Food quality, food safety and the effect of food and nutrition on human health are of great interest for consumers, policy-makers and the food industry. The food metabolome - i.e. the entirety of all low molecular weight compounds in a specific food - can be extremely complex, often comprising several thousand chemical species. For this reason, untargeted metabolomics approaches have been applied to investigate food-related research issues comprehensively, shedding more light on the effect of factors like environmental influences, production and processing procedures, storage conditions or the variety. Untargeted metabolomics is also increasingly used to monitor foods in order to ensure authenticity and to detect unexpected contaminants or food fraud. Further, metabolomics is becoming more and more popular as a tool to identify markers of food intake. Consequently, food metabolomics can nowadays be considered as a valuable tool for the assessment of food quality, food safety and food-related health effects.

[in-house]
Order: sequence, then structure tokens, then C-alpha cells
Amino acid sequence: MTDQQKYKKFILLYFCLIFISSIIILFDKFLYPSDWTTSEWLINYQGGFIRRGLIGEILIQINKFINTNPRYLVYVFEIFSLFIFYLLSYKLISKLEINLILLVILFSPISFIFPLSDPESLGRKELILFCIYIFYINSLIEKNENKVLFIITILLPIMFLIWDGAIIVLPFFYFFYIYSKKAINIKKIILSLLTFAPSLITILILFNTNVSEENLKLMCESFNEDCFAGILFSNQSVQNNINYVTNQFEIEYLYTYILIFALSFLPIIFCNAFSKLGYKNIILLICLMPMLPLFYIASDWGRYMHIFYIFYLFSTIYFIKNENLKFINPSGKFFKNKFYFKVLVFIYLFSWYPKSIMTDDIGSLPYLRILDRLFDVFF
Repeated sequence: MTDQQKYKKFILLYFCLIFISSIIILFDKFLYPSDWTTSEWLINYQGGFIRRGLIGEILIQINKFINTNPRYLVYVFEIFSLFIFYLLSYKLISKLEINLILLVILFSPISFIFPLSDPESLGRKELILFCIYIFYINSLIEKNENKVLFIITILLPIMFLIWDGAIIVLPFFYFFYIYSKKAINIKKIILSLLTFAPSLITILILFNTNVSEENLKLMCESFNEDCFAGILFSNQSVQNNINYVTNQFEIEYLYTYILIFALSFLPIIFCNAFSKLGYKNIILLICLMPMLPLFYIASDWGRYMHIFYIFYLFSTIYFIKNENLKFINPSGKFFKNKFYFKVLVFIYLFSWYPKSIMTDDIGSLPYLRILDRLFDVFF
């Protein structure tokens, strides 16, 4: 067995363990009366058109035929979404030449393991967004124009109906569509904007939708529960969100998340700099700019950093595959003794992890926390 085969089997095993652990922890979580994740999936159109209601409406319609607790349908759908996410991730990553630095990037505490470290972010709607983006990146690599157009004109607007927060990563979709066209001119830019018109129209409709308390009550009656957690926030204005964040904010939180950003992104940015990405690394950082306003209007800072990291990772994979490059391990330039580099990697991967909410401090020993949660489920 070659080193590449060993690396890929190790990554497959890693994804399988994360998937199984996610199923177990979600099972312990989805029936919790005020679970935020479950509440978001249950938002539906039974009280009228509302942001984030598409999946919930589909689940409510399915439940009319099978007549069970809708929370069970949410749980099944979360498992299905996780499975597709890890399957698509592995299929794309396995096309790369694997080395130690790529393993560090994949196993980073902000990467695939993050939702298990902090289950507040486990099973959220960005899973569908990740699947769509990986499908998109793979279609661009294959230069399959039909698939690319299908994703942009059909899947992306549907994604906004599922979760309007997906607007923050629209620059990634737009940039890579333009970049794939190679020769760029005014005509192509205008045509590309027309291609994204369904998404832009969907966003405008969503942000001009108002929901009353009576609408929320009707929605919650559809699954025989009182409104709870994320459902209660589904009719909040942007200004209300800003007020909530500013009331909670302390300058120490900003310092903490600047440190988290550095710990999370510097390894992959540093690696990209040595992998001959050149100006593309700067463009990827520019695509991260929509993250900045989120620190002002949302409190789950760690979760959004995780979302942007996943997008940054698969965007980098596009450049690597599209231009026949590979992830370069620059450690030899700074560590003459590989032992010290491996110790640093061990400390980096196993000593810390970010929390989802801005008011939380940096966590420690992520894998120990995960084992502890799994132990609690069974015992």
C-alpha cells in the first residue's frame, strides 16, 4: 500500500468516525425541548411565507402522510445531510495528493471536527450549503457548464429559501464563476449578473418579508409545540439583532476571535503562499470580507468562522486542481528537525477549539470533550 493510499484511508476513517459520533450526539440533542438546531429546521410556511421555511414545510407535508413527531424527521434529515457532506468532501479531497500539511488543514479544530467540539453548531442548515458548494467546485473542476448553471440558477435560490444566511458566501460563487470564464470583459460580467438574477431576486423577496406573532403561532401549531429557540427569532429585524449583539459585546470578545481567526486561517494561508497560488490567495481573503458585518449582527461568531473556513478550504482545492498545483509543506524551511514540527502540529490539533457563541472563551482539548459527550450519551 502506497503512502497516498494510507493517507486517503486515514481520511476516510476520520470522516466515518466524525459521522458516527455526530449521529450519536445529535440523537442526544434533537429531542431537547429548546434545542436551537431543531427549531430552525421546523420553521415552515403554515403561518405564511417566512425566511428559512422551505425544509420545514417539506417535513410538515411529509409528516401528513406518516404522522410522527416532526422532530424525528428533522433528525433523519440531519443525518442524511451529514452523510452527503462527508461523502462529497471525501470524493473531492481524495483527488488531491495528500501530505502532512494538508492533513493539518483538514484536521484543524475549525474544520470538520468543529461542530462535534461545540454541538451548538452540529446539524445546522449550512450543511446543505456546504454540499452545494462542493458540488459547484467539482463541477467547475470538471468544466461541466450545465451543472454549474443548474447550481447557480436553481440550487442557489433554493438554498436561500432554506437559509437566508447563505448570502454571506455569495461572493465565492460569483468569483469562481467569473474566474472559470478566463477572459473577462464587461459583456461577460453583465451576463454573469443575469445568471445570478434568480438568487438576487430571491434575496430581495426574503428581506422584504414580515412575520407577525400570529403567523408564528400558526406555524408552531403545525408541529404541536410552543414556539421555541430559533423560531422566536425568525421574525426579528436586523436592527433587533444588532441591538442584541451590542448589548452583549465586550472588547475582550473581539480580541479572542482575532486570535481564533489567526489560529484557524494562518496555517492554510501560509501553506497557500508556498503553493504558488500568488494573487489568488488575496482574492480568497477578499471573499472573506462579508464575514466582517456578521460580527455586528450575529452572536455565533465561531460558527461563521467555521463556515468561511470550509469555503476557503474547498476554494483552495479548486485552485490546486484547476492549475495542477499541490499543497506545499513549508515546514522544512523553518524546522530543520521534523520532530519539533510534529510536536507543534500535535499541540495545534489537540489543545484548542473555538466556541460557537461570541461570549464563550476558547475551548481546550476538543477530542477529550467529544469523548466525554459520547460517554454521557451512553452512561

For the second time after 2011, this year’s edition of the annual Max Rubner Conference aims to highlight the current status of metabolomics in the food sciences and will bring together those scientists interested in this scientific approach. Leading international experts will define the state-of-the-art in this field, discuss advantages and limitations of the current analytical methods, describe the status quo of metabolomics databases and present results of recent applications.